Roots in Tennessee’s music scene blow freely like the wind on an open road. Soothing and limitless, The Black Lillies mirror the journey ahead. The band exemplifies Americana at its finest, mixed with grass roots, country and a modern sentiment.
Frontman and founder Cruz Contreras is no stranger to the twist and turns of the open road.
After a 10-year stint with Robinella and the CCstringband, Contreras broke from the music scene and became a truck driver for a stone company.
Contreras acquired a Commercial Driver License (CDL), which he used to drive his tour bus from coast to coast. It allowed him to operate the bobcats, flatbeds and various machinery he used to work with as a truck driver. Life as a driver became something “different” for Contreras, allowing him to regroup personally and musically.
As each day passed, the music of the road resonated with Contreras and became his inspiration for The Black Lillies, which formed in 2008.
Music had never taken a backseat while driving the roads of east Tennessee, and, as it turns out, Contreras wouldn’t be surprised if he carried his guitar in the passenger seat of the 18-wheeler a few times.
“I write what is on my mind at any moment,” said Contreras.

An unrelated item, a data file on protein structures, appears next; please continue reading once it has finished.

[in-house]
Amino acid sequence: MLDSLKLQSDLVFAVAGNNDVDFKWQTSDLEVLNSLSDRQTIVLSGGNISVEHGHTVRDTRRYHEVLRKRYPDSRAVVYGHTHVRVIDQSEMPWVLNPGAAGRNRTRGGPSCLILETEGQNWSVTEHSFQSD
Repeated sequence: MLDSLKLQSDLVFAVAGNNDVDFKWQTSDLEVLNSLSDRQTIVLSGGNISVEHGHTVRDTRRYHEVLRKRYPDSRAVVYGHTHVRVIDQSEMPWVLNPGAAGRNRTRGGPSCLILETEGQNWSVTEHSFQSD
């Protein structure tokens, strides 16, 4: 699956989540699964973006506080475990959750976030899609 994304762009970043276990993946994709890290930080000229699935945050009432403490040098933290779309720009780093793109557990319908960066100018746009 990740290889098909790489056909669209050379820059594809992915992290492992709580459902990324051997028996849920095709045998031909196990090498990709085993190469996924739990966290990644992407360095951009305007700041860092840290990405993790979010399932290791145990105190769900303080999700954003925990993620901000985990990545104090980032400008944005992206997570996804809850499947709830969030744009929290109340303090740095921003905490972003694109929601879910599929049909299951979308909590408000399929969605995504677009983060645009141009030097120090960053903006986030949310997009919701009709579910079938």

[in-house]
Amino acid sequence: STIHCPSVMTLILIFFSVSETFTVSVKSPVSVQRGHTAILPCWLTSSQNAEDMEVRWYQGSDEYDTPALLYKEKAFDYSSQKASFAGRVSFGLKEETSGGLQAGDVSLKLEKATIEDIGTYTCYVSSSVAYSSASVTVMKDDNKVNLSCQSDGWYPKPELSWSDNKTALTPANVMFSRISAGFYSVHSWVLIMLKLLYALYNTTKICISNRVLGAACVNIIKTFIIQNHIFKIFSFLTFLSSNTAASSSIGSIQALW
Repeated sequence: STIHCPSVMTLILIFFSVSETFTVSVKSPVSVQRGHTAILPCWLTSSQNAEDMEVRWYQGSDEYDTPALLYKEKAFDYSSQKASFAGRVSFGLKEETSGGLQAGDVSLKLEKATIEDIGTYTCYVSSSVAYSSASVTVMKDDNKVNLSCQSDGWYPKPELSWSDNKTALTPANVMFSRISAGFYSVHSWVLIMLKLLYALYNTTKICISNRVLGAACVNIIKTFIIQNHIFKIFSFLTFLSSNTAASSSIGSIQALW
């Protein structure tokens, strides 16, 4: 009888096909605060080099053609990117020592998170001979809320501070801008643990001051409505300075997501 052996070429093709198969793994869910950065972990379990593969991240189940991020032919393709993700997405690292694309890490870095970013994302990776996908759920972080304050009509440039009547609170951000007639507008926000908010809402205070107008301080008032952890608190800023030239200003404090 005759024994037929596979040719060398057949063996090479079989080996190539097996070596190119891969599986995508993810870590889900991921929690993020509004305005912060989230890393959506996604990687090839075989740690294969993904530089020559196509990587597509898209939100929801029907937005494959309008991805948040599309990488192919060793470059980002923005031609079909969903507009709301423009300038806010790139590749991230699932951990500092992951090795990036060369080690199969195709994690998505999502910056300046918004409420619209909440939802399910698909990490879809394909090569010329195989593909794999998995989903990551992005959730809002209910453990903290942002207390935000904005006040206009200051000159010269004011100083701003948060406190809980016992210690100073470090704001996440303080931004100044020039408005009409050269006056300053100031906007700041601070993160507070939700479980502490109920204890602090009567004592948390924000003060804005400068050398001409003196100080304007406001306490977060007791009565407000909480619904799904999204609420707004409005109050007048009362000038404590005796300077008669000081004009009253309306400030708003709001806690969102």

Contreras and The Black Lillies keep on rolling with three studio albums, an extensive tour schedule of 200-odd performances and taking on the hectic life of independent musicians.
The Black Lillies’ authentic, down-to-earth tone has earned them a seat at The Grand Ole Opry in Nashville, allowing them to establish a hearty relationship that spans more than 30 performances. Notably, the band’s 2013 performance of “Smokestack Lady” (live at the Opry) has swept up a wide demographic of loyal fans and new listeners.
Furthermore, The Black Lillies’ self-acclaimed success has attracted the attention of Country Music Television (CMT); four of their tunes appeared on CMT’s top 12 requested videos and also secured spots on Billboard and American Music Association’s (AMA) charts.
In their latest effort, “Runaway Freeway Blues” (2013), The Black Lillies have continued restlessly to push forward along their musical highway. According to the band, the beauties of this album are heavily rooted in the “mud-rutted switchbacks of Appalachia” and allow listeners to travel the musical peaks and valleys or the road ahead with its creator.
“Runaway Freeway Blues” debuted at number 43 on Billboard’s Country chart and number 21 on Billboard’s Heatseekers Albums.
The album begins with an earnest sentiment in “The Fall,” as Contreras and female vocalist Trisha Gene Brady share an intimate conversation of love, sorrow and dreams.
Contreras sings “I am not a rich man, I have no fortune to bear” to Brady’s “I am not a rich girl, I have no diamond to share,” behind the locomotive, strumming acoustic guitar and somber motion of the kick drum.
When Brady and Contreras join in harmony singing, “I am but a dreamer and I’ve seen you in between /The shadows and the sunshine falling down on me,” a sense of beauty, imagery and the open air fills our hearts with sounds of The Black Lillies.